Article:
For Some Fledgling Connected Gadgets, Privacy Considerations Come After the Fact
Fledgling hardware startups are often pushing the envelope when it comes to innovations in a “connected” world. Ever-present Wi-Fi and new, low-energy Bluetooth tech present new possibilities.
But these same companies could face potential issues if user privacy is not completely thought through.
Take Tile, a nifty lost-item finder that has far surpassed its initial fundraising goal of $20,000. The system works by attaching $19 physical tags, or tiles, to items such as a phone or wallet. These tiles then wirelessly connect to an app on users’ smartphones using low-energy Bluetooth.
Digital “leashes” for lost items have been around for years. But Tile has a unique twist: Instead of alerting users when they stray from their belongings, the user tells the app that something has gone missing. Then Tile picks up the location data of other Tile app users — assuming that Bluetooth is turned on within their phone settings — that are near the missing object, and sends that data to the cloud. By doing that, Tile can give the missing object’s owner an idea of where it is.
In the company’s words, Tile uses the “Bluetooth connection of neighboring iPhones running the Tile app to cast a wider search net.”
But here’s where things are still a little murky: The company, started by co-founders Nick Evans and Mike Farley, is unclear what the opt-in process will be for other Tile app users, whose locations may be pinged at will.
When I asked Evans whether users might get an alert from the app that says something along the lines of, “You’re near another user’s lost item. Do you agree to share your anonymous location data now to help locate it?,” he said he firmly believes that those kinds of alerts would be a nuisance to users.
This location data might be gathered by the company even if the users have downloaded the Tile app but aren’t actively running it, Evans said. And Tile hasn’t determined yet how long that location data will be stored on Tile’s servers.
In other words, the company is still in the early stages of shaping its product vision and approach to privacy. Tile isn’t expected to ship until the winter. And yet it has raised over $2 million from excited backers and early adopters.
Tile isn’t the first crowdfunded startup to present a concept that could raise eyebrows. A $279 “life-blogging” camera called Memoto suffered some backlash when it introduced its product on Kickstarter last fall.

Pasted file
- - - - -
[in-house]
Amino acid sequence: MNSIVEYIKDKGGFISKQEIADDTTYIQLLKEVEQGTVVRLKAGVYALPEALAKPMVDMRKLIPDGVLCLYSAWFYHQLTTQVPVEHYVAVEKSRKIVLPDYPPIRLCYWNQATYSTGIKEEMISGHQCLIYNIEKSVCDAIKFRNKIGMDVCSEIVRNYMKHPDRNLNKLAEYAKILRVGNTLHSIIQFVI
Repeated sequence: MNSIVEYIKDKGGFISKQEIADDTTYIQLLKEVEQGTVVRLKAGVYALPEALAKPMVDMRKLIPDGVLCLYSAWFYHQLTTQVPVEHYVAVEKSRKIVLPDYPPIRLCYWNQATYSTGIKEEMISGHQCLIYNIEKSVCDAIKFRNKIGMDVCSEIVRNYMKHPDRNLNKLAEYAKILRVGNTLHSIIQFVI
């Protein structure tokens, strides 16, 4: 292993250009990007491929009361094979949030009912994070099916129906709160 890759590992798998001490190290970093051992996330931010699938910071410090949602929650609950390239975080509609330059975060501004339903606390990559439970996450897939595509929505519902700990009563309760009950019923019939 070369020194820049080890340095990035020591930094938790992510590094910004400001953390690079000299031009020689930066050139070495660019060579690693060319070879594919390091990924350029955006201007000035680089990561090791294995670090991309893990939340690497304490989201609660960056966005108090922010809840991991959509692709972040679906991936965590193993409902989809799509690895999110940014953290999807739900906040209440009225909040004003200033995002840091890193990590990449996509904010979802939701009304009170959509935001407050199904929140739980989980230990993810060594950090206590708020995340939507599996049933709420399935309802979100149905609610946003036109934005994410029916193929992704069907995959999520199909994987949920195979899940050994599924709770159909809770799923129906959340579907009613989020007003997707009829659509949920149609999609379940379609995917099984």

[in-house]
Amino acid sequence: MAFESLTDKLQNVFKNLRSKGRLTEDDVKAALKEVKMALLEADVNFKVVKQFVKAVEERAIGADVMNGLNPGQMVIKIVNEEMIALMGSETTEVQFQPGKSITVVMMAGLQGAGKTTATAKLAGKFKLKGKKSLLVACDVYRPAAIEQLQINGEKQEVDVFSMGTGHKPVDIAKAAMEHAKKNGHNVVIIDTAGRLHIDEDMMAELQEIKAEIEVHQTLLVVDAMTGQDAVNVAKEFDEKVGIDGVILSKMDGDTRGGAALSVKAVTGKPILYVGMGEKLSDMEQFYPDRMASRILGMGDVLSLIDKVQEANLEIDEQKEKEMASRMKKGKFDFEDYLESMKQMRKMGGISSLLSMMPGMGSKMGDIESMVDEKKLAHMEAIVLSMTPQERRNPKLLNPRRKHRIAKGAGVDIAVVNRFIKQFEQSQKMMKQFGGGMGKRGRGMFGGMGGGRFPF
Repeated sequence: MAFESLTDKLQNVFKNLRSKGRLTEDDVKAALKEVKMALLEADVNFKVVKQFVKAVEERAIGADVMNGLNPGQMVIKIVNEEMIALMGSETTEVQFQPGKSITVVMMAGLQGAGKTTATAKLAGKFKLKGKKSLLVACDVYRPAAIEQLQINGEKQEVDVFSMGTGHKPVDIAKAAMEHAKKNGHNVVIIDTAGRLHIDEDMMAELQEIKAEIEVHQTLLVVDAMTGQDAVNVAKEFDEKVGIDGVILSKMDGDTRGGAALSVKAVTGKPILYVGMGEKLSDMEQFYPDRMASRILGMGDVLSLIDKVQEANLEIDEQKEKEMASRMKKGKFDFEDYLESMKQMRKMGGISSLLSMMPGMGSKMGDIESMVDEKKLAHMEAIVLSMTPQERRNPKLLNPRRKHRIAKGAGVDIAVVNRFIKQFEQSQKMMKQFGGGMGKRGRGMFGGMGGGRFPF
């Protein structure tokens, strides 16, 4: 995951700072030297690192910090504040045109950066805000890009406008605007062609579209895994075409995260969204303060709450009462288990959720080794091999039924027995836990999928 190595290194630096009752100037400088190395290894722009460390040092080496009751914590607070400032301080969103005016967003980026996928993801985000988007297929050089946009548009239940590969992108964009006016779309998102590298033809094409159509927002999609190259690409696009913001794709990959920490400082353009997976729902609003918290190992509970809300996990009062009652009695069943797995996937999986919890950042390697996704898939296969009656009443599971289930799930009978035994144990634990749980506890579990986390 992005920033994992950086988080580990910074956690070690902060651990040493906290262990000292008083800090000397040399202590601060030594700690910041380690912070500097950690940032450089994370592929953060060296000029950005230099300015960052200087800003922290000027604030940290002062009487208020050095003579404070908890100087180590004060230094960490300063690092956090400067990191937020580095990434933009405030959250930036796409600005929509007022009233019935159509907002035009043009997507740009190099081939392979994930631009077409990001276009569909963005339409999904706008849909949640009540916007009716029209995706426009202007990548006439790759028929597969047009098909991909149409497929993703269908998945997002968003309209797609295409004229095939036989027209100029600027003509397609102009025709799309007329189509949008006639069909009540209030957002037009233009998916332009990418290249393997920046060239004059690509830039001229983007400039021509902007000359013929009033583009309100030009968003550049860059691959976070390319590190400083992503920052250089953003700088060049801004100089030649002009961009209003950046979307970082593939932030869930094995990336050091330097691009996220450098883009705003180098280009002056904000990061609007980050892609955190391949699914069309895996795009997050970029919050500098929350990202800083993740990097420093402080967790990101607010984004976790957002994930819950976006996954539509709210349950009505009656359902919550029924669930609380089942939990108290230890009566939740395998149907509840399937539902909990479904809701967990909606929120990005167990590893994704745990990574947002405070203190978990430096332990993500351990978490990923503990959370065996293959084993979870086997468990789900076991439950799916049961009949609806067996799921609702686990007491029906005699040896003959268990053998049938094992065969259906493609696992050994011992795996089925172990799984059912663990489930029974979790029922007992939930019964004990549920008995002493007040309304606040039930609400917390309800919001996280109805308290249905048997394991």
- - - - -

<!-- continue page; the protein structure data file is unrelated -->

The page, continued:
The concerns were more overt in nature than the back-end opacity of the Tile app: Memoto is meant to be worn on a person’s lapel, or around the neck, to silently capture an image from your life every 30 seconds. Some saw this as obtrusive: What happens when the person in front of you is unaware that an image of them is being captured twice a minute?
Sweden-based Memoto, which hasn’t yet shipped the camera, has stood by its product’s concept. Co-founder Oskar Kalmaru said in an earlier interview with AllThingsD that Memoto had very carefully considered the privacy issues and made the camera “pretty visible,” despite its small size. “We didn’t design it like it was some sort of spy camera. That was really important for us,” he said.
In a more recent statement, Kalmaru insisted, “There is a higher level of transparency required from the Kickstarter community … stemming both from the nature of crowd funding, where everybody is working together toward a common goal, and from healthy scepticism towards the claims of any project creator.”
And while crowdfunded health gadgets are getting more and more love — there are even entire websites devoted to funding new health-care products — data privacy remains a concern, especially when the information is being transmitted to mobile phones.
Of course, blurred lines aren’t relegated to just tiny or crowdfunded startups: More established companies are regularly discovered to be gathering more data than consumers are initially aware of, or inadvertently sharing users’ smartphone contacts. Or they’re simply introducing new technologies to age-old devices, such as Google Glass, that present new concerns.
But bigger companies also have in-house lawyers that can guide product people through uncharted waters. Tiny startups do not. Many might be wise to focus their vision not just on product innovation, but also on privacy communication — with the same consumers who are throwing their faith and money behind a product.